When it comes to Wimbledon, the top players are usually on their games. Since Goran Ivanisevic won the tournament in 2001 as an unseeded wild card, every Wimbledon men’s singles winner has been a top-four seed.
Nadal will look to take the French Open and Wimbledon in the same year for the third time in his career (2008, 2010). Prior to Nadal pulling off the European Grand Slam double in 2008, no player had accomplished the feat since Bjorn Borg did it three straight years from 1978 to 1980.
Having just turned 25 years old, Nadal has two more Grand Slam titles than Federer did at the same age. A win on the grass would give Nadal 11 career Grand Slam titles, just five short of the Swiss great’s record.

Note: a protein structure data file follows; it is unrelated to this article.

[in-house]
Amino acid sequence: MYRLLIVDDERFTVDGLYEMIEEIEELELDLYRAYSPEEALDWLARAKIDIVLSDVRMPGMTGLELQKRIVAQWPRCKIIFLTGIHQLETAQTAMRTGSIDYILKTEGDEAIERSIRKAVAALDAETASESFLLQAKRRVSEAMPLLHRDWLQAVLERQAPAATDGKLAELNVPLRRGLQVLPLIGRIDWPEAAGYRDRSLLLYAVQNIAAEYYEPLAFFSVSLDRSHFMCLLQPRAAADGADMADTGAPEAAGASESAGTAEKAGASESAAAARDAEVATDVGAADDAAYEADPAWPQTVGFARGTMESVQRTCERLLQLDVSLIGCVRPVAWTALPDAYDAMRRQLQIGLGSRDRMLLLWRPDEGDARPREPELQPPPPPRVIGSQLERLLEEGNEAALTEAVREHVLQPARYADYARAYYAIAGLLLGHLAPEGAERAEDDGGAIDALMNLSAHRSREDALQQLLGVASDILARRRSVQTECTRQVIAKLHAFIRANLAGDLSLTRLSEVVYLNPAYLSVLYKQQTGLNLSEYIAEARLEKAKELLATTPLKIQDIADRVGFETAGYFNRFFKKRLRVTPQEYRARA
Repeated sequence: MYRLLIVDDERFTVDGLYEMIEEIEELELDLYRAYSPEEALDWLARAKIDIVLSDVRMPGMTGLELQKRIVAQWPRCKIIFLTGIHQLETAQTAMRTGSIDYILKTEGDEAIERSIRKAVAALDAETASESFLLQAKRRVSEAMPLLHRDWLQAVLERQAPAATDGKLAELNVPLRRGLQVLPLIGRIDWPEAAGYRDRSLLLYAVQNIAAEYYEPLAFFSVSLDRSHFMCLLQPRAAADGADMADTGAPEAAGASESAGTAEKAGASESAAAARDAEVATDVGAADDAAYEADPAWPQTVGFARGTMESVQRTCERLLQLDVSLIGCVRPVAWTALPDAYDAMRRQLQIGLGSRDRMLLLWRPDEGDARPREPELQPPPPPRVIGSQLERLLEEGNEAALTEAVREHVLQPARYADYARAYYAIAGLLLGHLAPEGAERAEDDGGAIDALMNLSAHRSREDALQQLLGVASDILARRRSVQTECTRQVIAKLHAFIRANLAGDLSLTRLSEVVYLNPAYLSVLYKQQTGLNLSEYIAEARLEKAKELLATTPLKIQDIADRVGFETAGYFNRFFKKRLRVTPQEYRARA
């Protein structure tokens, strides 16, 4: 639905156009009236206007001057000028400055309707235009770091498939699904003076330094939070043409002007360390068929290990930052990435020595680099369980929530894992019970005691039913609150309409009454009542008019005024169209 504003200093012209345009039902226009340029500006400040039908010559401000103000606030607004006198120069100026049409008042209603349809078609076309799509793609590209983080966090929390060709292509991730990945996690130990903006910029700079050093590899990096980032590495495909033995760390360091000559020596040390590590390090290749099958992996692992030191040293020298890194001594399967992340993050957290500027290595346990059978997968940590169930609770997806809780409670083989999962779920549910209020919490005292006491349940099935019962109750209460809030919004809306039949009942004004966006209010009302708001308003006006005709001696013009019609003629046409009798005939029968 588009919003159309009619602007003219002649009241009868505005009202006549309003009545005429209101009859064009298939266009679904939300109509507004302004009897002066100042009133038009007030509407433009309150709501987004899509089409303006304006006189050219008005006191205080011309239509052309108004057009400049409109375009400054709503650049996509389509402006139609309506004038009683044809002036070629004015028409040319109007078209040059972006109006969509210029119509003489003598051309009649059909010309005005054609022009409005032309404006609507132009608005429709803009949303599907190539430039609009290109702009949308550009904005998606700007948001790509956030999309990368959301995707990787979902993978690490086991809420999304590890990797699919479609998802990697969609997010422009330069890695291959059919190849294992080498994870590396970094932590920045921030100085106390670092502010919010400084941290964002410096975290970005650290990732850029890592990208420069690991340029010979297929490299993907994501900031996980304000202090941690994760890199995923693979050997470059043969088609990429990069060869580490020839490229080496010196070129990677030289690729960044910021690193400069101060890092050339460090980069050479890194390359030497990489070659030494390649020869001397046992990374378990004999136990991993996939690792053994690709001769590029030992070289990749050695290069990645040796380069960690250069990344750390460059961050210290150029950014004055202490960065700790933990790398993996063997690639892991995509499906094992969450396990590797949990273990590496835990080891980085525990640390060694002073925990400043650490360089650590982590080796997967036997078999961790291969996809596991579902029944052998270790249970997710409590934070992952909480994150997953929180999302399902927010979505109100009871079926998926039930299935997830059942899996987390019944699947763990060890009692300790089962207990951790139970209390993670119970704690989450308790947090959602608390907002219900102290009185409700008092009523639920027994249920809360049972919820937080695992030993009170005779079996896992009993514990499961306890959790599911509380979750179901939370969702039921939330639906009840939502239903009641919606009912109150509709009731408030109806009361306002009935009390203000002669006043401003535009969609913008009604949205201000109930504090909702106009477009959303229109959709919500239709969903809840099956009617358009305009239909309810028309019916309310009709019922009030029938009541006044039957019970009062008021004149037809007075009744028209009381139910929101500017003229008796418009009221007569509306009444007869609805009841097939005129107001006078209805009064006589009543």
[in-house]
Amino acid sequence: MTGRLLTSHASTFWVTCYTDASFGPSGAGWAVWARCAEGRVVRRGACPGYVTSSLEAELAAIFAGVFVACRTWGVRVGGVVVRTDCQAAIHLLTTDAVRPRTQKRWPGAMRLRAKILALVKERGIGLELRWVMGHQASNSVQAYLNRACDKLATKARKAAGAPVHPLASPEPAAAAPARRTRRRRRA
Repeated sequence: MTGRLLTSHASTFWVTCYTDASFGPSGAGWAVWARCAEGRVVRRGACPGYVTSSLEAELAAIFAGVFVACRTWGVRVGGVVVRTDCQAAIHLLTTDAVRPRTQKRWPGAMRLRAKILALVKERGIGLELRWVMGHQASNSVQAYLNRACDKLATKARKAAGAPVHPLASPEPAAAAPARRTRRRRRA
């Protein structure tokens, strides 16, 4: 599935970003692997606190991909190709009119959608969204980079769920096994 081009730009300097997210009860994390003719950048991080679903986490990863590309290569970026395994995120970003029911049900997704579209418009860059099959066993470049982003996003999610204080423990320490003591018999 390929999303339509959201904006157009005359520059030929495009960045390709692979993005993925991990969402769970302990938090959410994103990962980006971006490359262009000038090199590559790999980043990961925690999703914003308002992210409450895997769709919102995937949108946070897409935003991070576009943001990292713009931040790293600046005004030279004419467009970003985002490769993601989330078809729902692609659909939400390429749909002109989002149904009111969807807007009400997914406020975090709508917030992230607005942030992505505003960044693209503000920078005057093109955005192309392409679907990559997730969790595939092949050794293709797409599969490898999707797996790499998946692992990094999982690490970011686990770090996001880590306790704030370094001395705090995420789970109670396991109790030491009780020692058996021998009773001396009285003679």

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Nadal must win Wimbledon or he will lose the No. 1 ranking to Djokovic -- the tournament’s 2-seed. Even if Nadal wins, Djokovic can take over the top spot if he reaches the final.
Despite never having won a grass tournament in his pro career, Djokovic comes in with a lot of confidence having won his first 41 matches of the year before losing in the French Open semifinals to Federer.
Speaking of Federer, the 3-seed can tie Pete Sampras and William Renshaw for most Wimbledon titles all time with seven if he’s able to turn back the clock.
Currently without a title in his past five Grand Slams, Federer’s drought is his longest since winning his first Slam at Wimbledon in 2003.
Perhaps the most pressure is on fourth-seeded Andy Murray. The Scot has reached the semifinals in each of the past two years at Wimbledon and three times has finished as a runner-up at a Grand Slam.
If Murray breaks through at Wimbledon, he’ll be the first British player to win at the All England Lawn Tennis Club since Fred Perry in 1936.